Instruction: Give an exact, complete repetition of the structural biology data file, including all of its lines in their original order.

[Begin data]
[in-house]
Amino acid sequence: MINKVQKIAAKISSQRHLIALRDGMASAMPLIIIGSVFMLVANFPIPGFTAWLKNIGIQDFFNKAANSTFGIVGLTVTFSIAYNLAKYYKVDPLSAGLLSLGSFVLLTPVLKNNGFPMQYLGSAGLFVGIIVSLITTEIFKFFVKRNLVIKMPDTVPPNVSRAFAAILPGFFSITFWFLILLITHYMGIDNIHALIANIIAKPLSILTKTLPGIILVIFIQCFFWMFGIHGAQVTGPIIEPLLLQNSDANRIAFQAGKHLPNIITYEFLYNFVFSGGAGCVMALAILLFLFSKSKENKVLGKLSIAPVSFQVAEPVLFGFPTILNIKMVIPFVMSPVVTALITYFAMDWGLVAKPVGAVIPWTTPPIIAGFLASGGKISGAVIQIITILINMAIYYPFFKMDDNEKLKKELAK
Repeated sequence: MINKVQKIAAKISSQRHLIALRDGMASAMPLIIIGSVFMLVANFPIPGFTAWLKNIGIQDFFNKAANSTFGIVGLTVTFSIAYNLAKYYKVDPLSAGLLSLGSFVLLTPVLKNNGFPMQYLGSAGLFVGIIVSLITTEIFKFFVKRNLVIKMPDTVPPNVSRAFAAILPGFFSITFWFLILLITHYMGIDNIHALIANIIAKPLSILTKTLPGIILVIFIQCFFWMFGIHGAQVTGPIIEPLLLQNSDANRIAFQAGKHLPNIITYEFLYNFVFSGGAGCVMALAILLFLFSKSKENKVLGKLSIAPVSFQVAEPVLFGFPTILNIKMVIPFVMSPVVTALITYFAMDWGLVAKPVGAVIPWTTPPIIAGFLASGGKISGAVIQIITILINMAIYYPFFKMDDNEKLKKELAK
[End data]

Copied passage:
[in-house]
Amino acid sequence: MINKVQKIAAKISSQRHLIALRDGMASAMPLIIIGSVFMLVANFPIPGFTAWLKNIGIQDFFNKAANSTFGIVGLTVTFSIAYNLAKYYKVDPLSAGLLSLGSFVLLTPVLKNNGFPMQYLGSAGLFVGIIVSLITTEIFKFFVKRNLVIKMPDTVPPNVSRAFAAILPGFFSITFWFLILLITHYMGIDNIHALIANIIAKPLSILTKTLPGIILVIFIQCFFWMFGIHGAQVTGPIIEPLLLQNSDANRIAFQAGKHLPNIITYEFLYNFVFSGGAGCVMALAILLFLFSKSKENKVLGKLSIAPVSFQVAEPVLFGFPTILNIKMVIPFVMSPVVTALITYFAMDWGLVAKPVGAVIPWTTPPIIAGFLASGGKISGAVIQIITILINMAIYYPFFKMDDNEKLKKELAK
Repeated sequence: MINKVQKIAAKISSQRHLIALRDGMASAMPLIIIGSVFMLVANFPIPGFTAWLKNIGIQDFFNKAANSTFGIVGLTVTFSIAYNLAKYYKVDPLSAGLLSLGSFVLLTPVLKNNGFPMQYLGSAGLFVGIIVSLITTEIFKFFVKRNLVIKMPDTVPPNVSRAFAAILPGFFSITFWFLILLITHYMGIDNIHALIANIIAKPLSILTKTLPGIILVIFIQCFFWMFGIHGAQVTGPIIEPLLLQNSDANRIAFQAGKHLPNIITYEFLYNFVFSGGAGCVMALAILLFLFSKSKENKVLGKLSIAPVSFQVAEPVLFGFPTILNIKMVIPFVMSPVVTALITYFAMDWGLVAKPVGAVIPWTTPPIIAGFLASGGKISGAVIQIITILINMAIYYPFFKMDDNEKLKKELAK